Navigating Parental Alienation

Cari Rincker Family/Matrimonial Law Leave a Comment

What is Parental Alienation?

Parental Alienation occurs when a child shows extreme preference for one parent (the “Preferred Parent”) over another parent (the “Rejected Parent”) as a result of efforts by the Preferred Parent to alienate the child from the Rejected Parent.  Parental Alienation can significantly complicate a divorce and the accompanying allocation of shared parental responsibilities.

Parental alienation is often characterized as brainwashing, indoctrinating, manipulating, or programming a child.  Along those lines, a Preferred Parent’s efforts can include the following behaviors: telling the child lies about, or badmouthing, the Rejected Parent; pressuring the child to show allegiance or loyalty to the Preferred Parent; blaming the Rejected Parent for the divorce and other hardships; limiting the child’s contact with, or interfering in the child’s communication with, the Rejected Parent; showing disapproval when the child has positive interactions with the Rejected Parent; asking the child to keep secrets from, or spy on, the Rejected Parent; and withholding information from the Rejected Parent about the child’s school, social commitments, health, and extracurriculars. These behaviors, when repeated, can result in a child rejecting and resisting any contact with the Rejected Parent.

The concept of Parental Alienation has been rigorously studied and researched by psychologists for over thirty-five years.  Psychologists have concluded that Parental Alienation can cause severe psychological harm to the child affected, and that such alienating behaviors are a form of child abuse.  The negative effects of Parental Alienation can follow a child into adulthood.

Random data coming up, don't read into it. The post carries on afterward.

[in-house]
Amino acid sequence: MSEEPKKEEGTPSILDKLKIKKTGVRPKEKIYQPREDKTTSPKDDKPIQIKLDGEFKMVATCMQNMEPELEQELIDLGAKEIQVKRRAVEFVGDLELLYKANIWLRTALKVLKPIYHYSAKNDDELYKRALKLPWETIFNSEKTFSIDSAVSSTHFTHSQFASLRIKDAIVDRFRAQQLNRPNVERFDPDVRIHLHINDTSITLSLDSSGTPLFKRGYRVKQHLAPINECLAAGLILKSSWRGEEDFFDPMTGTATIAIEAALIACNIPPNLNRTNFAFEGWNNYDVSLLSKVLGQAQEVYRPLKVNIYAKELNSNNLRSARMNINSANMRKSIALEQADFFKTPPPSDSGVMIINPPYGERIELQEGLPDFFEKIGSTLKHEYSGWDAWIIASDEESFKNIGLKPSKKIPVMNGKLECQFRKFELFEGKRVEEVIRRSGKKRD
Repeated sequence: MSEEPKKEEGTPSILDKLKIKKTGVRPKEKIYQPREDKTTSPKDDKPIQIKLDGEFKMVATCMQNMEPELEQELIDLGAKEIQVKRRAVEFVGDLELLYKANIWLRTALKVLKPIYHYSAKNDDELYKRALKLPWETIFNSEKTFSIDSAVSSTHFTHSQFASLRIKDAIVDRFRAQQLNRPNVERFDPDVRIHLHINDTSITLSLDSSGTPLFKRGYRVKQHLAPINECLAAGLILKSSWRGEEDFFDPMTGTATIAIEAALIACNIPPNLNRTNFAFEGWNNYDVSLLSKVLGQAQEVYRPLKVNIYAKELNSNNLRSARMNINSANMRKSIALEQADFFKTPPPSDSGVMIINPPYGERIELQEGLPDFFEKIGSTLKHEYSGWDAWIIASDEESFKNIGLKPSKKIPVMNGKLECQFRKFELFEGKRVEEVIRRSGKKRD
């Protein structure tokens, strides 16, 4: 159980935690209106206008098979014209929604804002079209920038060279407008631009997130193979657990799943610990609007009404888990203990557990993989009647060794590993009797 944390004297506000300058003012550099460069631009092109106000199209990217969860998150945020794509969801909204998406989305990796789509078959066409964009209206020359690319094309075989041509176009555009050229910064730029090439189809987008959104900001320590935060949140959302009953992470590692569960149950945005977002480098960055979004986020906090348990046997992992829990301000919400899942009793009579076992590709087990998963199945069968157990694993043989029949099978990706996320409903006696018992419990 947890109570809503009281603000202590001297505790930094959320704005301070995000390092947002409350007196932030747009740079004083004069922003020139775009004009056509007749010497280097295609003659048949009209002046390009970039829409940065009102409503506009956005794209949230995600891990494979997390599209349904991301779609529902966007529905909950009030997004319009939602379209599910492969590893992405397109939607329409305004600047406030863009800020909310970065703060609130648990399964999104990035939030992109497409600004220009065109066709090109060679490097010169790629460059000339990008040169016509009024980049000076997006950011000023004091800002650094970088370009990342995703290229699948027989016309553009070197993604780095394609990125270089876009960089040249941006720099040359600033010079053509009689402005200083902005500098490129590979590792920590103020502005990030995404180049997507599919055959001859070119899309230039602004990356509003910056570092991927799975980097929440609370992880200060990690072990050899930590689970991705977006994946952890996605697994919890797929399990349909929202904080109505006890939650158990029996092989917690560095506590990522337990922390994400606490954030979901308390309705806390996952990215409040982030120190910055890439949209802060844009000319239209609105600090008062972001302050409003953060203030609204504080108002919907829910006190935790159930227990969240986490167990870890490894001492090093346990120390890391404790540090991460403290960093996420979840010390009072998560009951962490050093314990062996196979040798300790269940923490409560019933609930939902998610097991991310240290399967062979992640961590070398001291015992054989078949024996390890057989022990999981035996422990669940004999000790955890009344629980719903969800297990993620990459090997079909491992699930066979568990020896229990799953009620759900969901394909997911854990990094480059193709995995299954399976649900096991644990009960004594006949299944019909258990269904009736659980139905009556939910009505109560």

How is Parental Alienation Diagnosed?

Psychologists use a five-factor model to diagnose Parental Alienation, which looks for the following:

  • Factor 1: The child resists a relationship or contact with the Rejected Parent
  • Factor 2: The child had a positive relationship with the Rejected Parent previously
  • Factor 3: The Rejected Parent has not abused, neglected, mistreated, or abandoned the child
  • Factor 4: The Preferred Parent has exhibited alienating behaviors
  • Factor 5: The child is exhibiting the behaviors of an alienated child, such as demonstrating an allegiance towards the Preferred Parent and repeating the negative things he/she has heard about the Rejected Parent

How Can Parental Alienation Affect a Divorce Proceeding?

 Parental Alienation, if proven, can factor into a court’s decisions on child custody and parenting time.  While most state’s family law statutes do not mention Parental Alienation, many include something similar.  For example, in Illinois, the “best interest” factors that a judge may consider when allocating parental responsibilities in a divorce include “the willingness and ability of each parent to facilitate and encourage a close and continuing relationship between the other parent and the child.”

How Can I Prove Parental Alienation?

While Parental Alienation can be a significant factor in a judge’s decision-making, proving it is no easy matter.  Courts will not entertain claims of Parental Alienation without evidence to substantiate the allegations.  To that end, a Rejected Parent should keep detailed records of circumstances evidencing Parental Alienation, including, for example:

  • Incidents where the Preferred Parent refused the Rejected Parent’s request to see or speak with the child
  • Incidents where the Preferred Parent interfered with agreed parenting time
  • Incidents where the Preferred Parent did not share relevant information about the child with the Rejected Parent
  • Incidents where the Preferred Parent made disparaging comments about the Rejected Parent
  • Witnesses who have observed and may testify as to alienating behaviors by the Preferred Parent

If you are looking for assistance with a divorce and/or custody and visitation rights, contact our law office and schedule a consultation.


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